One Word Photo Challenge: Purple (Winter Sunset) | Love Support Educate Advocate Accept.

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    • Suicide is hard no matter the reason. I understand this in my core because I’ve been to that place forty one years. Between abuse and mental illness it has come down to a final second. I’m here and very happy about it. I’m glad to hear you don’t feel chained to your mother’s journey yet willing to help other members with theirs. I have learned a couple of things for sure at 50 yrs. old, survival is a choice. Survivors have to dig deeper and deeper. We are both survivors and choose to help other’s. Have a great weekend. I’m following you.

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  3. So good to get it out…
    You’ve had lots of stuff happen. Lots to process and deal with.
    Looks like you are doing a great job.
    Nice to have a therapist you can trust too. Gavin.

    Liked by 1 person

    • Gavin, I’ve had a lot to handle and so have you. We know what the deepest pain feels like. I’m lucky the horrible scars were from childhood and ended in my teens. I’ve had a long time to toss the shit around and decide what to do with it. I think we have the most difficult memories and emotions locked away. I disassociated from the scars my father left, hoping to get some out in blog. I do know that my worst scars will stay in the rusty box. You know what it’s like, you can only deal with so much. I’ve had the chance to read blogs that bring tears to my eyes.I joined a group of survivors who don’t judge me. I’ve built relationship over the internet which never would have crossed my mind. It’s people like you who give me strength to write the post. It’s you that writes more than normal when a post touches you. That’s empathy. When you spell your name out it makes me feel special. We’re the same and different. Big Hug XO Melinda 🙂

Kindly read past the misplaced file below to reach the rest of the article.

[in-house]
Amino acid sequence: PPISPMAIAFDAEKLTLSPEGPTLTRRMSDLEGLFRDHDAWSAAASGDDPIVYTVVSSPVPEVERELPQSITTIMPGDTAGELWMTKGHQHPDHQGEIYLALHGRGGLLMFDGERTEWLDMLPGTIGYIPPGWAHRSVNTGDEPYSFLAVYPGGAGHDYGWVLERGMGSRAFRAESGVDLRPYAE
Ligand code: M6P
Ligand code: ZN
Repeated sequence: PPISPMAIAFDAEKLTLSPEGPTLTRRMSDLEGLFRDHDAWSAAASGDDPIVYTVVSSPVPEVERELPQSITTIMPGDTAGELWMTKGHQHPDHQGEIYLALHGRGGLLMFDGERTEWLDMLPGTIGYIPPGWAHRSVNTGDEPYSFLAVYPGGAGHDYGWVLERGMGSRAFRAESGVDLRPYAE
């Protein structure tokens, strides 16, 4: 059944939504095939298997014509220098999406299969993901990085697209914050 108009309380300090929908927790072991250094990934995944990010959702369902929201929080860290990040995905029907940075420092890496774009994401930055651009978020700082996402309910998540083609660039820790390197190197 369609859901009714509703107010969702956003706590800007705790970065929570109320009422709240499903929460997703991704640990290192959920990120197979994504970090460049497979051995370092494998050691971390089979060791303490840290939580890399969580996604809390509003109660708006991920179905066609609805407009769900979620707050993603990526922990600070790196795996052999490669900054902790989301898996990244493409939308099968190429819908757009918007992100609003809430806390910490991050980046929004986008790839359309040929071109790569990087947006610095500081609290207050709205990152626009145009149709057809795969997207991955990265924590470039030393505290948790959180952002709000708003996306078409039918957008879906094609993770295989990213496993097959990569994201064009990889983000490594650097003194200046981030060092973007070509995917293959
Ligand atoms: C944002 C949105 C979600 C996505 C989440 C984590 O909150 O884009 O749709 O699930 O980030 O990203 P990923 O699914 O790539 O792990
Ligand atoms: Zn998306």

Liked by 1 person

  4. Thank you for sharing this with us. I had the unconditional love of my grandparents as well that I would have never known without them.
    Big hugs
    T

    Liked by 1 person

    • Thank you for stopping by my blog and leaving your nice comments. I looked at your Blog and have a few thoughts to chew on. What is your bottom line goal for writing? Are you writing detailed post of your experiences, nitty gritty, not everything is going to be ok. Is the goal to provide resources and motivation? Search your heart to find your Blogs mission. After you have the answer/answers write me back. Keep in mind I’m very straight forward and providing my opinion Thanks. Mel

      Liked by 1 person

      • I really, really appreciate your honest feedback. I am trying to keep short posts for now since I am new, but eventually I want to get way more detailed on my experiences as I learn more about blogging. My hope is to offer hope and resources for those suffering with depression/anxiety/suicidal thoughts while also being honest with how I am doing.

        Writing has been therapeutic so far and has helped me be more positive than I normally would be. Does that makes sense or am I just confusing my readers? Thanks so much, look forward to reading more of your posts. 🙂

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      • I have a couple of questions. Are you semi-familiar with Word Press tools? What impression do you want readers to have/feel about your Blog? What impression do you want readers to feel/think about you,i.e. your personality, style of writing? Does your current website reflect those two things? Do you know how to build an “I follow” widget? Are you writing anonymously or using real name?

        Ideas: Look at other Blogs on depression & anxiety, make note of site and pro/con. Maybe a dozen or so. Look at the themes used, make note of ones you like. What are the pro/con on my site? Take good notes so I can look at sites and see pros/con, where you’re coming from.

        After you gather the information let me know. Have a great weekend.

        Liked by 1 person

  5. This post is painful to read. There are so many similar things in our pasts, the incest, mother abuse, suicide by gun. It’s so wonderful you had your grandparents and learned about unconditional love. I missed out on that. Thank you for sharing this.

    Liked by 1 person

    • Thank you you for reading the post. Pull your shoulders back knowing the gift of deep love can come your at anytime form anyone. When you put others in front of your needs for all the right reasons, it hits you like a brick. If I can Survive you can. It happens very slowly. I’m here to talk or listen to when needed. My grandparents kept me alive because I did not want to hurt them. It was a long time before my revelations. XO

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      • Thank you. I believe that, too–putting others first certainly changes things for the better. So great that you had your grandparents! Thanks for the encouragement–shoulders back! 😉